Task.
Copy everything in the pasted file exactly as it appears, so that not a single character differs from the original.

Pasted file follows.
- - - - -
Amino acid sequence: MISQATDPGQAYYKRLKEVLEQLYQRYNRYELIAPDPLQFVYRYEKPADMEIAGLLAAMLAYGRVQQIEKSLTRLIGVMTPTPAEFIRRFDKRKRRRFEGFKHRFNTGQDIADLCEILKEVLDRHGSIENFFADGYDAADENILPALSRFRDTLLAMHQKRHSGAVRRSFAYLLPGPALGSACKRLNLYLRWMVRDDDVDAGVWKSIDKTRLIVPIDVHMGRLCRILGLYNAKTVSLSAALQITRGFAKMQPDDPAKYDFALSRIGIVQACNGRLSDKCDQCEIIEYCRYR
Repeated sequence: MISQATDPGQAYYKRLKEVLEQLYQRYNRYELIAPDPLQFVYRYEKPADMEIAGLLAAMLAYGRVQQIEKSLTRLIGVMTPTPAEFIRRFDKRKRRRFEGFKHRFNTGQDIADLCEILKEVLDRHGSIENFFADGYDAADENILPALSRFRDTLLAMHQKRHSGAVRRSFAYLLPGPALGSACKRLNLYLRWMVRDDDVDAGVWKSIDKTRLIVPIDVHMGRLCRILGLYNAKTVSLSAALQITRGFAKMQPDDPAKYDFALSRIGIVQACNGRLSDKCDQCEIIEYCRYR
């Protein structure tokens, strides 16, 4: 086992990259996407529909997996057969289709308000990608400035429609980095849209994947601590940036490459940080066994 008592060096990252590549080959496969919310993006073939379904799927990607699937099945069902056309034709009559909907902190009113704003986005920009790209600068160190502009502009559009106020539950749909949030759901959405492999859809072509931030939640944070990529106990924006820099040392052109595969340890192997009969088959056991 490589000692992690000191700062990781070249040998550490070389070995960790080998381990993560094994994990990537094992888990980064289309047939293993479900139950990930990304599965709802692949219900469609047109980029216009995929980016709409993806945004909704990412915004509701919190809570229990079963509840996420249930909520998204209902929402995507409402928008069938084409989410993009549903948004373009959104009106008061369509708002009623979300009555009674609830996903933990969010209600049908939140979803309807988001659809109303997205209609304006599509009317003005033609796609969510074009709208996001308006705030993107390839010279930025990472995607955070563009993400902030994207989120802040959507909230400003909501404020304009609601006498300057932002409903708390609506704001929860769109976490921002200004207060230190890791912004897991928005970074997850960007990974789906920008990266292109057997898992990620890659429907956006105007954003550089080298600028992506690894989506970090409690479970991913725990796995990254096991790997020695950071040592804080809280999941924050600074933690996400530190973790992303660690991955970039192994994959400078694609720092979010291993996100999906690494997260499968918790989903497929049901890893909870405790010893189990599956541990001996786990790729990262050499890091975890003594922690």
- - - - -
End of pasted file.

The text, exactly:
Amino acid sequence: MISQATDPGQAYYKRLKEVLEQLYQRYNRYELIAPDPLQFVYRYEKPADMEIAGLLAAMLAYGRVQQIEKSLTRLIGVMTPTPAEFIRRFDKRKRRRFEGFKHRFNTGQDIADLCEILKEVLDRHGSIENFFADGYDAADENILPALSRFRDTLLAMHQKRHSGAVRRSFAYLLPGPALGSACKRLNLYLRWMVRDDDVDAGVWKSIDKTRLIVPIDVHMGRLCRILGLYNAKTVSLSAALQITRGFAKMQPDDPAKYDFALSRIGIVQACNGRLSDKCDQCEIIEYCRYR
Repeated sequence: MISQATDPGQAYYKRLKEVLEQLYQRYNRYELIAPDPLQFVYRYEKPADMEIAGLLAAMLAYGRVQQIEKSLTRLIGVMTPTPAEFIRRFDKRKRRRFEGFKHRFNTGQDIADLCEILKEVLDRHGSIENFFADGYDAADENILPALSRFRDTLLAMHQKRHSGAVRRSFAYLLPGPALGSACKRLNLYLRWMVRDDDVDAGVWKSIDKTRLIVPIDVHMGRLCRILGLYNAKTVSLSAALQITRGFAKMQPDDPAKYDFALSRIGIVQACNGRLSDKCDQCEIIEYCRYR
């Protein structure tokens, strides 16, 4: 086992990259996407529909997996057969289709308000990608400035429609980095849209994947601590940036490459940080066994 008592060096990252590549080959496969919310993006073939379904799927990607699937099945069902056309034709009559909907902190009113704003986005920009790209600068160190502009502009559009106020539950749909949030759901959405492999859809072509931030939640944070990529106990924006820099040392052109595969340890192997009969088959056991 490589000692992690000191700062990781070249040998550490070389070995960790080998381990993560094994994990990537094992888990980064289309047939293993479900139950990930990304599965709802692949219900469609047109980029216009995929980016709409993806945004909704990412915004509701919190809570229990079963509840996420249930909520998204209902929402995507409402928008069938084409989410993009549903948004373009959104009106008061369509708002009623979300009555009674609830996903933990969010209600049908939140979803309807988001659809109303997205209609304006599509009317003005033609796609969510074009709208996001308006705030993107390839010279930025990472995607955070563009993400902030994207989120802040959507909230400003909501404020304009609601006498300057932002409903708390609506704001929860769109976490921002200004207060230190890791912004897991928005970074997850960007990974789906920008990266292109057997898992990620890659429907956006105007954003550089080298600028992506690894989506970090409690479970991913725990796995990254096991790997020695950071040592804080809280999941924050600074933690996400530190973790992303660690991955970039192994994959400078694609720092979010291993996100999906690494997260499968918790989903497929049901890893909870405790010893189990599956541990001996786990790729990262050499890091975890003594922690």